If you wanted to live in the Philippines, it would help if you really, really liked Jesus. A lot. With a Catholic majority of at least 85%, the nation is the third largest predominately Catholic country on Earth, and the largest in Asia (with East Timor being its lone competition). And, for the most part, we’re not talking about fair weather Catholics, either — say, the types who only make it to mass on Christmas and slack off for the rest of the year — but instead Catholics of an especially devout nature. Did I mention that their Christmas season lasts longer than that of any other country on Earth? That‘s a lot of masses.
Some great directors die in the midst of their career and leave behind an inadvertent final film that does not reflect the quality of their larger career. Few would argue, for example, that Family Plot is a fitting capstone for the career of Alfred Hitchcock, or that Stanley Kubrick’s career was well served by having Eyes Wide Shut as his swan song or that Sam Peckinpah’s career ended well with The Osterman Weekend. On the other hand, some director’s die while working and leave behind a final film so stunningly perfect as their final statement that it seems hard to believe the whole thing wasn’t planned by some benevolent supreme being. Had the legendary Bruno Mattei’s life and career ended on any note other than Zombies: The Beginning, then truly this would have been a cruel and uncaring universe. But end with Zombies: The Beginning it did, and so Mattei departed this mortal coil via a film that is the perfect summation of everything he ever contributed to the world of cinema.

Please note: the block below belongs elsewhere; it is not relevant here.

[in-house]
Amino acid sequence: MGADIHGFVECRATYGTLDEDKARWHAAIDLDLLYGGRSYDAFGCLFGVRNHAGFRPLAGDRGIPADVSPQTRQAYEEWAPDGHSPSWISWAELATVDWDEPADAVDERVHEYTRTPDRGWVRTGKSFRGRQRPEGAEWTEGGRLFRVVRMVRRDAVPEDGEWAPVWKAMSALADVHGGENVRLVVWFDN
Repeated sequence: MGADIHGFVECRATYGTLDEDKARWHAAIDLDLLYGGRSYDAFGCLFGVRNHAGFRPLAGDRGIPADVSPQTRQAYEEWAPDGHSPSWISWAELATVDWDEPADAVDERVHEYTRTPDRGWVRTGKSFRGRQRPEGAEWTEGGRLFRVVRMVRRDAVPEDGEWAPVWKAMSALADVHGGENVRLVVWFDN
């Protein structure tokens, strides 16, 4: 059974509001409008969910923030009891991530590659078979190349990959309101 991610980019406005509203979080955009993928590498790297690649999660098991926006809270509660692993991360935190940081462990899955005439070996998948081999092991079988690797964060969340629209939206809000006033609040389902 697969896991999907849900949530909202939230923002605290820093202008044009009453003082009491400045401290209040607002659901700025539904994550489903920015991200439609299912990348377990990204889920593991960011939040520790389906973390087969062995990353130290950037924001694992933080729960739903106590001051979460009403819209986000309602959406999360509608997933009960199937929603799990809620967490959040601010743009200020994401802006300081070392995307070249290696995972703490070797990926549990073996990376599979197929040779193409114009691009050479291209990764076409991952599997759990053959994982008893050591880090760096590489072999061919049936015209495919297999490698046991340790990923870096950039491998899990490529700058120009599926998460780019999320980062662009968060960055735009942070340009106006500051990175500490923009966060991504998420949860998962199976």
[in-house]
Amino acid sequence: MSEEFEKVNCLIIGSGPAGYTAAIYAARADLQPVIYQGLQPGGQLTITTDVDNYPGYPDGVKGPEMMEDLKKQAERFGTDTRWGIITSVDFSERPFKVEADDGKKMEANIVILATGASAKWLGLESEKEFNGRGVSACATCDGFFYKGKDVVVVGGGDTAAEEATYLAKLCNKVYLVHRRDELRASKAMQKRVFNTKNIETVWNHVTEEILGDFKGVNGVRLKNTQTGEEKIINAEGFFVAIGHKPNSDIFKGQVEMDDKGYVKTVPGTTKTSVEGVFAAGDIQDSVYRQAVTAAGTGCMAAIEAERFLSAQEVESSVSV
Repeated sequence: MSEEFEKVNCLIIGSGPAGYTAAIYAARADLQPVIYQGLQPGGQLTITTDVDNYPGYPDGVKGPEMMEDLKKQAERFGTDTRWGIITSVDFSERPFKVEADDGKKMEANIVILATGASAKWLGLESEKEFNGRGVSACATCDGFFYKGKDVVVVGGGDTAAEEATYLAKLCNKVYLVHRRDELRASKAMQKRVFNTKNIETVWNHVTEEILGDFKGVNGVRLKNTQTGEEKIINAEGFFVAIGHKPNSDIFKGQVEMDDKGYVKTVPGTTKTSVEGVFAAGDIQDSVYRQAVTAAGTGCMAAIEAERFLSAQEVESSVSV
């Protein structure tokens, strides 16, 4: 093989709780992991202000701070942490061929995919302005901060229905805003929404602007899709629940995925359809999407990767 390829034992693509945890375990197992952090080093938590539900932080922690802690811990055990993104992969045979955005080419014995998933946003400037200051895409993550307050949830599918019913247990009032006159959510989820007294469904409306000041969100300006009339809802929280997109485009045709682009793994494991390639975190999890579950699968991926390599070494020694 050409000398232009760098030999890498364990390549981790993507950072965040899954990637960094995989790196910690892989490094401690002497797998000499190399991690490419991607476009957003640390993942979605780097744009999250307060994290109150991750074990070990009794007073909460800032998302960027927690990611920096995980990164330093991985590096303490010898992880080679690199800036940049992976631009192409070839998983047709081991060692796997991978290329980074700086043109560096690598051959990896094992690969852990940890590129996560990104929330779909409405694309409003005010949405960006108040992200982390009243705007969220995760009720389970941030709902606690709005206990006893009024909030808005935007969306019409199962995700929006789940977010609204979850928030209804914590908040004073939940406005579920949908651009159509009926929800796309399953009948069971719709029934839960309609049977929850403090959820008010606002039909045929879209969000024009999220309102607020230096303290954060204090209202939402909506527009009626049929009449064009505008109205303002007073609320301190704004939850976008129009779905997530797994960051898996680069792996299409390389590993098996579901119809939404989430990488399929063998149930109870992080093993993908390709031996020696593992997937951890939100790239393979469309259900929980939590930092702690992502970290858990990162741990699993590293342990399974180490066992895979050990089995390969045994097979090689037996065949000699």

I ended up owning Naked Fist through my desire to beat Teleport City head honcho Keith in our race to both own as many nude kickboxing movies as possible. I’m not doing too well in this race mind you; my ineptitude at competitiveness has never been more obvious than when, as soon as I got a copy of Naked Fist, I immediately ripped it and sent it to Keith. This despite knowing he has at least 3 nude kickboxing movies I don’t own. I guess my only hope now is that he doesn’t have TNT Jackson, Duel to the Death, Golden Ninja Warrior or any of those Alexander Lo Rei/Godfrey Ho flicks where Alice Tseng fights ninjas while taking a bath. I don’t hold out much hope though; this is Keith we’re talking about. Ninjas in the bath are his bread and butter.